So after a whole lot of successful short rides, I decided to take him out with Veronica and Ella, and Ana and Ares. Ella can be a kicker and she’s not normally turned out with McCool, so we put her at the back. Ana was trying out bareback on Ares, so we put him in the middle to minimize any spookiness (not that he’s particularly spooky). McCool led the way.
His ears were up, and he was practically skipping. He sailed out of the yard and headed down the steep hill without the slightest hesitation. Halfway down, his exuberance bubbled over and he started trotting “Whee!” I asked him to walk, and he did so immediately. For one step. Then “Whee!” Trotting again. I asked him again “Just walk, buddy… remember? walking!” It turns out that McCool’s response to everything is pretty much, “Okay… but… Wheeeeee!!!!”
After touring around the back of the farm a bit, with Ares being a total gentleman, Ana started to think that he (with shark-like withers and an A-frame back) was possibly not as comfortable to ride bareback as she expected. So we went back for Ares’ saddle and then headed across the road to the longer trails. McCool was thrilled when we actually went past the mailboxes (that was the farthest he’d ever gone on the home trails). As we got further from home, he perked up his ears and walked faster, breaking into a jog at every opportunity. He looks around with great interest at everything. He’s not spooky, though he did stop and look at the neighbour’s lake for a long time. It has swim platforms and poolhouses etc. So it looks a bit different than our big pond at home. He didn’t do anything, just looked.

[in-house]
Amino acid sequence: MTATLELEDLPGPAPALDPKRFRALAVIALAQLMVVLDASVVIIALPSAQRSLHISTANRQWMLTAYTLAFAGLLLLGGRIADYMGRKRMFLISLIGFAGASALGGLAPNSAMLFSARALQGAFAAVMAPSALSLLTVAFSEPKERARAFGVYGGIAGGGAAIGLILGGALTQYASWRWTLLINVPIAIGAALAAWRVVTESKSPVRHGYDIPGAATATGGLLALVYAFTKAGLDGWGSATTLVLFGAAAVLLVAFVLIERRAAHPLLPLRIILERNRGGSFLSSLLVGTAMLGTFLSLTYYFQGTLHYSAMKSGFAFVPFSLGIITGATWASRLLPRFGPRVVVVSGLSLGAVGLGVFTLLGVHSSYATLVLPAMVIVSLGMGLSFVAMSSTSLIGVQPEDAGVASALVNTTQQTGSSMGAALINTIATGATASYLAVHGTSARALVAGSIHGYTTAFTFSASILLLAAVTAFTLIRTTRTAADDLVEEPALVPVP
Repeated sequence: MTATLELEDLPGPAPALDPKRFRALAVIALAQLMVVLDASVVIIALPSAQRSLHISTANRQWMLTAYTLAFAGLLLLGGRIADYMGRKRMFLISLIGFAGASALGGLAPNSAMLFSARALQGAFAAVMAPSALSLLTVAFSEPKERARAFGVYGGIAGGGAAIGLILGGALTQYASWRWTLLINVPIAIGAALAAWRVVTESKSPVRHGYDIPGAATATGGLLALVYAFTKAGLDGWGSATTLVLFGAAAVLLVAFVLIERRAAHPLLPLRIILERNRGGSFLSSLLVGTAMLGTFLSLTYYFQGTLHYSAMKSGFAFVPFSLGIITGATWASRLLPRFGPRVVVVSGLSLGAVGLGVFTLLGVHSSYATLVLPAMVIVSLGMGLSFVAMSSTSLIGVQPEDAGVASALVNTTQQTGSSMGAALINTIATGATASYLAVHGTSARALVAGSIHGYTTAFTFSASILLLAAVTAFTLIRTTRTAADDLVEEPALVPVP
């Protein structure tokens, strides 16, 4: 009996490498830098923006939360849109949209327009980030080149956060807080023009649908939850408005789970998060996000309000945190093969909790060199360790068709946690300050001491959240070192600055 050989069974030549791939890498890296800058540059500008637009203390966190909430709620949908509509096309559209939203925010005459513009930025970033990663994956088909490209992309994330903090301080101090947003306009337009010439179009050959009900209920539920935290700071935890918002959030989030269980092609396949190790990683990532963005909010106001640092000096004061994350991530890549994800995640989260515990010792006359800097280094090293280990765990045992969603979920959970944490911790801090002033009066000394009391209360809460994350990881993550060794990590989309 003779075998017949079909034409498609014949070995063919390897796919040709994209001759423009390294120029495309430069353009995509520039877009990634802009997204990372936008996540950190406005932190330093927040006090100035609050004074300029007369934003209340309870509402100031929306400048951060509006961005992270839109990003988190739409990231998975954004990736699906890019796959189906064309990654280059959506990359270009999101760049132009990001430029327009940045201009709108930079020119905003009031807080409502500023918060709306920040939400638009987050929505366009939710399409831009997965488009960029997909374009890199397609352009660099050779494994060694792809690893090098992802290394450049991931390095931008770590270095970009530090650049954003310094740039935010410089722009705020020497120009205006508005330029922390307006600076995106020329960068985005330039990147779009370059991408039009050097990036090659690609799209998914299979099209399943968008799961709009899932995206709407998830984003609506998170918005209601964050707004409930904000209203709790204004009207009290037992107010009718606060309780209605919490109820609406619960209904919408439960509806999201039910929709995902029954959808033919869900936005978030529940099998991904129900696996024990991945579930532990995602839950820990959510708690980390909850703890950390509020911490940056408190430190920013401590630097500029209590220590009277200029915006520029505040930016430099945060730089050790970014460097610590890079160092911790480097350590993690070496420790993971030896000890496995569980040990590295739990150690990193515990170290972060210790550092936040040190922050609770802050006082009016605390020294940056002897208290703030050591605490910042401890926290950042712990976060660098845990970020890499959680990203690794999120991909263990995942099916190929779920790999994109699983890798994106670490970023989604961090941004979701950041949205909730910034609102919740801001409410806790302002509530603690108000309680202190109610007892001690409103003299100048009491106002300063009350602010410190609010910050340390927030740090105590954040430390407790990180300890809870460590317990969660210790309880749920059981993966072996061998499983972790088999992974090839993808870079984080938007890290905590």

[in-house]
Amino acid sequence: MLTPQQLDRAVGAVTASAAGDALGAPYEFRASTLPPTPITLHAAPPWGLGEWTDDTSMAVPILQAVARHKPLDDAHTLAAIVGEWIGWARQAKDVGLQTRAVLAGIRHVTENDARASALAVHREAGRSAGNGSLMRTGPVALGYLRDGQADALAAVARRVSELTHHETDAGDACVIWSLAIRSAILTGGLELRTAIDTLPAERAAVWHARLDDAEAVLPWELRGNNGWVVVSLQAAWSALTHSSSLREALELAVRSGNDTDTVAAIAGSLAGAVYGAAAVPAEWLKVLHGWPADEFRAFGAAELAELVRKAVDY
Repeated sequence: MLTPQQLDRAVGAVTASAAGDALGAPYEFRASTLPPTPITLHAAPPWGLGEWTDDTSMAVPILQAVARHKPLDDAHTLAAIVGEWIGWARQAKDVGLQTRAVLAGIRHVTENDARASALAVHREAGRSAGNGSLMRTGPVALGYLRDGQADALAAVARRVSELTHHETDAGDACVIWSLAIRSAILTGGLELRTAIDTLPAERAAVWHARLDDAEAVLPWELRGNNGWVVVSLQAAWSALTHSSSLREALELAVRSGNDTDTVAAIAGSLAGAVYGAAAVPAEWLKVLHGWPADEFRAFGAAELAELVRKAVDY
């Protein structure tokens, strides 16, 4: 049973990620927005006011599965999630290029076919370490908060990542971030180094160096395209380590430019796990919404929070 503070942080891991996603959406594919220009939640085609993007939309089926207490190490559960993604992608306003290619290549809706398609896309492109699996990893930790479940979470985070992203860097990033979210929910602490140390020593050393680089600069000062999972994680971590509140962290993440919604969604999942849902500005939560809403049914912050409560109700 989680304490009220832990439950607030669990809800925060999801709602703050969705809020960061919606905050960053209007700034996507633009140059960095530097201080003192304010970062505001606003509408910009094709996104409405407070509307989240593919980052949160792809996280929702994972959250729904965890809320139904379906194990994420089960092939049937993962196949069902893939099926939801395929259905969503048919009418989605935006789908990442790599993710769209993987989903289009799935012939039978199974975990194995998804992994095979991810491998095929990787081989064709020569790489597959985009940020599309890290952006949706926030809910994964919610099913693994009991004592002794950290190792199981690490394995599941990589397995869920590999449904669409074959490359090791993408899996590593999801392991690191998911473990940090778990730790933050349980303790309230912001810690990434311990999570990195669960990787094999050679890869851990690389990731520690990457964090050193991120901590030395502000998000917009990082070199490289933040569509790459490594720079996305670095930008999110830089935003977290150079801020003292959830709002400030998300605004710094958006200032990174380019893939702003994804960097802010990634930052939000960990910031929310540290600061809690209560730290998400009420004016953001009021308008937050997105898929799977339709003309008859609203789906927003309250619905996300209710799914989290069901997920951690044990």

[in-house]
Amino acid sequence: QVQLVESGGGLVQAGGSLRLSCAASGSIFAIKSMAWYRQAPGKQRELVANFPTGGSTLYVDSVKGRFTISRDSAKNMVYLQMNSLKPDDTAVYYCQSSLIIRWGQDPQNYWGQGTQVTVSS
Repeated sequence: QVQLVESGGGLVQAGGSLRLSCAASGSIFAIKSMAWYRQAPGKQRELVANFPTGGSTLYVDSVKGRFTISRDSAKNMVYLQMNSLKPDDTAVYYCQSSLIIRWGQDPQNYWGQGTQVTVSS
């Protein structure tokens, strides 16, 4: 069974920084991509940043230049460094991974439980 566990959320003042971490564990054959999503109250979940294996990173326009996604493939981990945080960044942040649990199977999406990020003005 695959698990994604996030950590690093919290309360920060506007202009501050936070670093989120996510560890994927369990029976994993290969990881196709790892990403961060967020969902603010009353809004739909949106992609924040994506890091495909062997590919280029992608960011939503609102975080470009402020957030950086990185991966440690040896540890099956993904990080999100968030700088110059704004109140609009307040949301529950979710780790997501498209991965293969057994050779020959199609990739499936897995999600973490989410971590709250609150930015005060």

Once we got onto the mowed trails around the fields, he was sure these were gallop trails. Walking was the dumbest idea he’d heard in a long time, but he did mostly listen to me. Except whenever I tried to take a picture with my phone. He’s very opportunistic about those loose reins and breaks into a sneaky baby jog, then a trot. Eventually I let him move out for a bit. He’s really quite good. Maintains a straight, rhythmic, forward trot. His gaits are nothing exceptional. Certainly not powerful springiness of King, nor the silky responsiveness of Diego. But quite good enough to be rideable. And he actually wants to do it, which is probably more important than any other quality.
Turning for home though… he was a whole different horse. He walked at half speed, looking for excuses to turn on to a new trail, or stop and graze. We passed a house in the distance with a pool and kids shrieking and splashing. One of the kids started waving at us, and McCool tried to head on over. “That kid wants to see me!!! Let’s go!”